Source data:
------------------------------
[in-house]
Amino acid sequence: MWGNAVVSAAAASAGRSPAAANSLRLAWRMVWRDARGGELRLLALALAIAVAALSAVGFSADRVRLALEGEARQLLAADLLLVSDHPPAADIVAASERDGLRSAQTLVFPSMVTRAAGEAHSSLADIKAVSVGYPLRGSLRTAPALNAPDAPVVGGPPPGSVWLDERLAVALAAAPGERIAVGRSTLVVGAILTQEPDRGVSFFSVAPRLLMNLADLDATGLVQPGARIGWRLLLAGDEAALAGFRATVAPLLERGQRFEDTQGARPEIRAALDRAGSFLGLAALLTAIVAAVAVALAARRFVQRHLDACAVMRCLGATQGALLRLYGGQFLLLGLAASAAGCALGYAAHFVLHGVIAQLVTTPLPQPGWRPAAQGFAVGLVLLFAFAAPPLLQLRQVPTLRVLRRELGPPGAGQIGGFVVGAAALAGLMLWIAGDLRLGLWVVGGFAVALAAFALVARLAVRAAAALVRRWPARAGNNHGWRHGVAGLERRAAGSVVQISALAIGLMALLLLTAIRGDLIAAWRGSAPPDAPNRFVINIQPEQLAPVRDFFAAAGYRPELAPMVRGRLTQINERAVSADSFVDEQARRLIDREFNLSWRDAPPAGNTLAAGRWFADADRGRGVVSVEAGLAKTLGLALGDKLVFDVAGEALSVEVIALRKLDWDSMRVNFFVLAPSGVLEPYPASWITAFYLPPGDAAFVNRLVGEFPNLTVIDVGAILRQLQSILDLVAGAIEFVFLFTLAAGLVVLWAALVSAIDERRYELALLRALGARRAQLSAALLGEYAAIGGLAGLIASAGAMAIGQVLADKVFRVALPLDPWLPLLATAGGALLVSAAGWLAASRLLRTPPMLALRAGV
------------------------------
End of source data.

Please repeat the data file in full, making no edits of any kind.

[in-house]
Amino acid sequence: MWGNAVVSAAAASAGRSPAAANSLRLAWRMVWRDARGGELRLLALALAIAVAALSAVGFSADRVRLALEGEARQLLAADLLLVSDHPPAADIVAASERDGLRSAQTLVFPSMVTRAAGEAHSSLADIKAVSVGYPLRGSLRTAPALNAPDAPVVGGPPPGSVWLDERLAVALAAAPGERIAVGRSTLVVGAILTQEPDRGVSFFSVAPRLLMNLADLDATGLVQPGARIGWRLLLAGDEAALAGFRATVAPLLERGQRFEDTQGARPEIRAALDRAGSFLGLAALLTAIVAAVAVALAARRFVQRHLDACAVMRCLGATQGALLRLYGGQFLLLGLAASAAGCALGYAAHFVLHGVIAQLVTTPLPQPGWRPAAQGFAVGLVLLFAFAAPPLLQLRQVPTLRVLRRELGPPGAGQIGGFVVGAAALAGLMLWIAGDLRLGLWVVGGFAVALAAFALVARLAVRAAAALVRRWPARAGNNHGWRHGVAGLERRAAGSVVQISALAIGLMALLLLTAIRGDLIAAWRGSAPPDAPNRFVINIQPEQLAPVRDFFAAAGYRPELAPMVRGRLTQINERAVSADSFVDEQARRLIDREFNLSWRDAPPAGNTLAAGRWFADADRGRGVVSVEAGLAKTLGLALGDKLVFDVAGEALSVEVIALRKLDWDSMRVNFFVLAPSGVLEPYPASWITAFYLPPGDAAFVNRLVGEFPNLTVIDVGAILRQLQSILDLVAGAIEFVFLFTLAAGLVVLWAALVSAIDERRYELALLRALGARRAQLSAALLGEYAAIGGLAGLIASAGAMAIGQVLADKVFRVALPLDPWLPLLATAGGALLVSAAGWLAASRLLRTPPMLALRAGV